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Faint Echoes, Distant Stars: The Science and Politics of Finding Life Beyond Earth Hardcover – February 17, 2004

ISBN-13: 978-0380975198 ISBN-10: 038097519X Edition: 1st

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Product Details

  • Hardcover: 352 pages
  • Publisher: William Morrow; 1 edition (February 17, 2004)
  • Language: English
  • ISBN-10: 038097519X
  • ISBN-13: 978-0380975198
  • Product Dimensions: 9.3 x 6.3 x 1.1 inches
  • Shipping Weight: 1.9 pounds
  • Average Customer Review: 3.3 out of 5 stars  See all reviews (6 customer reviews)
  • Amazon Best Sellers Rank: #4,133,062 in Books (See Top 100 in Books)

Editorial Reviews

From Publishers Weekly

In 1910 the earth whirled through the tail of Halley's comet. Eight years later, in the final months of WWI, the "Spanish flu" pandemic struck, killing tens of millions worldwide. Could biological organisms in the comet's tail have made their way to Earth, causing this great outbreak of disease, like some early Andromeda strain? After all, many scientists hold to the panspermia thesis, that comets seeded the infant Earth with water-and life. But how could any organism survive the cold, radiation-drenched vacuum of space? Bova, a popular science fiction author and National Space Society president emeritus, demonstrates in this lively survey how resilient life really is. One little organism called D. radiodurans, a regular Conan the bacterium, can survive radiation that would fry any other known life form. Interstellar bodies often contain water in the form of amorphous ice, whose fluid structure is closer to that of glass than regular ice and can allow life to exist, or even come into being, inside it. Bova gives a comprehensive overview of the changing fortunes of astrobiology, so often the victim of political and economic expediencies, and lays out our species' best options for surviving our own actions as well as objects that may come zooming at us from out of the cosmos. The author sometimes lets his enthusiasm carry him into flights of hyperbole and even misstatements. Most scientists don't believe that life on earth needs to worry about the moon losing momentum and one day breaking apart above our heads. And early forms of life did colonize Antarctica, contrary to Bova's claim; the continent wasn't in a deep freeze millions of years ago. This book will excite science buffs while being accessible to general readers hoping to one day meet our extraterrestrial relations. 16 pages of b&w photos not seen by PW.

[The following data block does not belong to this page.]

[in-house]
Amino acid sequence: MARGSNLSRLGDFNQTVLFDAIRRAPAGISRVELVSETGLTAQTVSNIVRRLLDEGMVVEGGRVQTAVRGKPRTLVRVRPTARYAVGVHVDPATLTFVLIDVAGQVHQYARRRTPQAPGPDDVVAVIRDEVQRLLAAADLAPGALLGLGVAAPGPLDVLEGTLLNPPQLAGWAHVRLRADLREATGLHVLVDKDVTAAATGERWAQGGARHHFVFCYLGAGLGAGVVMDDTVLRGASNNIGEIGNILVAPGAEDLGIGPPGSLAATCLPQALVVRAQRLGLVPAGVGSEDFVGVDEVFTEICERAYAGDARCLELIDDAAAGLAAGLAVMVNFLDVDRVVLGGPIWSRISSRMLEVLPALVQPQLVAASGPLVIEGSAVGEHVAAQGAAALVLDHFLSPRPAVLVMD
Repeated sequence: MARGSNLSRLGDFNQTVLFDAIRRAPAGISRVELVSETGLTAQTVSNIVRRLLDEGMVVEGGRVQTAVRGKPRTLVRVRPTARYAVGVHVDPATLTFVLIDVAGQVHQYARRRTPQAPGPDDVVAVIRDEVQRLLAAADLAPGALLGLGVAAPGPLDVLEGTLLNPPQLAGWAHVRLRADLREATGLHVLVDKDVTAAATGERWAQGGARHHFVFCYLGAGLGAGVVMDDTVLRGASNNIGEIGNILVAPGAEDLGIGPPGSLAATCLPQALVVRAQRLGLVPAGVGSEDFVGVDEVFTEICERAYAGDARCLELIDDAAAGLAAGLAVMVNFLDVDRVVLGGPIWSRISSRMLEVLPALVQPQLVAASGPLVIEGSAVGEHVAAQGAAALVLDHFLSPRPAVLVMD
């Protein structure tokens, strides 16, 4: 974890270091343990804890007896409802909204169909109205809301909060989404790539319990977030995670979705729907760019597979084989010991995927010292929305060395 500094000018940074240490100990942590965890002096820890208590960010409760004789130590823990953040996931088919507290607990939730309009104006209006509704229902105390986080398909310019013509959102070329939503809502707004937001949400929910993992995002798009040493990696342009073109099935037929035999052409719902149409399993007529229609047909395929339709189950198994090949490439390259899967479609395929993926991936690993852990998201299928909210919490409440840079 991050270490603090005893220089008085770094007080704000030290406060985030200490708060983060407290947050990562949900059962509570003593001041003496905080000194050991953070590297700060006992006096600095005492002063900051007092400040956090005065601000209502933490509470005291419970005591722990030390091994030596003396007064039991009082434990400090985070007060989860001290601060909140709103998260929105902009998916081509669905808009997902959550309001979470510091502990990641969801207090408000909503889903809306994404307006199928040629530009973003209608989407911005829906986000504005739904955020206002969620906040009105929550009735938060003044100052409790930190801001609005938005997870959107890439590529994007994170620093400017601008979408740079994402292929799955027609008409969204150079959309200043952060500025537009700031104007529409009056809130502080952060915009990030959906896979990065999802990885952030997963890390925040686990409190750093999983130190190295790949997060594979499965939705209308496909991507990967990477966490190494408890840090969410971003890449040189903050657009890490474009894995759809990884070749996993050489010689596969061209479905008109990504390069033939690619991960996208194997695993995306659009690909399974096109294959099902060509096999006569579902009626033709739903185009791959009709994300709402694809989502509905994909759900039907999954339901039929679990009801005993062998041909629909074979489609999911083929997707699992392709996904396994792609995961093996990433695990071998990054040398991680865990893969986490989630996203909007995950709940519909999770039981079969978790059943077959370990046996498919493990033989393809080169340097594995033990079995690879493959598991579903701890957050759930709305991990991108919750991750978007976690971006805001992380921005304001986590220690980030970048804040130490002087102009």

Copyright © Reed Business Information, a division of Reed Elsevier Inc. All rights reserved.

From Booklist

Bova proffers a good general history of astrobiology, or the history and structure of life in the cosmos--one of the newest fields of scientific research. He covers astronomy briefly and gives more detail about the political and technological history of NASA, showing the effects of politics and accidents on the field. He also notes what we have discovered about the history of life on this planet, what we are looking for beyond Earth and the solar system, and how we are presently going about it. With so much to cover, this is hardly an in-depth account, but it is a very good introduction for the general reader and even the specialist who wants a look at the larger picture. Bova seasons his account with entertaining and illustrative historical anecdotes, so that, as a bonus, we get an idea of what NASA has been doing since the end of the Apollo program and something about what it hopes to do in the future that many readers will live to see. Frieda Murray
Copyright © American Library Association. All rights reserved

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Customer Reviews

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Most Helpful Customer Reviews